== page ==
Strong Evaluation without Moral Sources: On Charles Taylor's Philosophical Anthropology and Ethics

Arto Laitinen (Author)
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Charles Taylor (1931- ) is one of the leading living philosophers. This is the first extended study on the key notions of his views in philosophical anthropology and ethical theory. Firstly, Laitinen clarifies, qualifies and defends Taylor's thesis that transcendental arguments show that personal understandings concerning ethical and other values (so called "strong evaluation") is necessary, in different ways, for human agency, selfhood, identity and personhood. Secondly, Laitinen defends and develops in various ways Taylor's value realism. Finally, the book criticizes Taylor's view that it is necessary to identify and locate a constitutive source of value, such as God, Nature or Human Reason. Taylor relies heavily on this claim in his accounts of moral life, modern identity and, most recently, secularisation. Laitinen argues that the whole notion of constitutive moral source should be dropped - Taylor's views concerning strong evaluation and value realism are distorted by the question of constitutive "moral sources".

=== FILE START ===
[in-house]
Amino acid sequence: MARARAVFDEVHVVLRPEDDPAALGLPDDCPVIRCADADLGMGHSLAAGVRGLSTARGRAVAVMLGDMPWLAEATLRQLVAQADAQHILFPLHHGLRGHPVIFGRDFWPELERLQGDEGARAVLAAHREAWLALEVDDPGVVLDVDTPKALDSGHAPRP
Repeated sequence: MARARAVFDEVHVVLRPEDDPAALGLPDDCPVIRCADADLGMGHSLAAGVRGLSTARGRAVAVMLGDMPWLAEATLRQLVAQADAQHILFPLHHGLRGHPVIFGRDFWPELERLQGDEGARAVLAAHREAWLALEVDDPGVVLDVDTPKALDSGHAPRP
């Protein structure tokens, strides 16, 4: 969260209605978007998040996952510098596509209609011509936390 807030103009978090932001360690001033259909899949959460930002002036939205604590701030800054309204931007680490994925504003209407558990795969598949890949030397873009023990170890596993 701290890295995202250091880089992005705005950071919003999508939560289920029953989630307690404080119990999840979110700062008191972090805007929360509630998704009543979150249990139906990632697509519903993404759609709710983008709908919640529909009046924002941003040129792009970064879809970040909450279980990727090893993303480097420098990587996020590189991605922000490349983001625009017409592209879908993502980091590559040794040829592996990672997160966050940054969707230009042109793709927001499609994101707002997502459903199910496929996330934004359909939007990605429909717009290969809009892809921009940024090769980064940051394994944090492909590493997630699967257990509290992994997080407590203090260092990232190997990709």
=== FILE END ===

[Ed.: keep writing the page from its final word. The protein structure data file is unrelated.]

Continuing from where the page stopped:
Product Details

De Gruyter
Publish Date
15 July 2008
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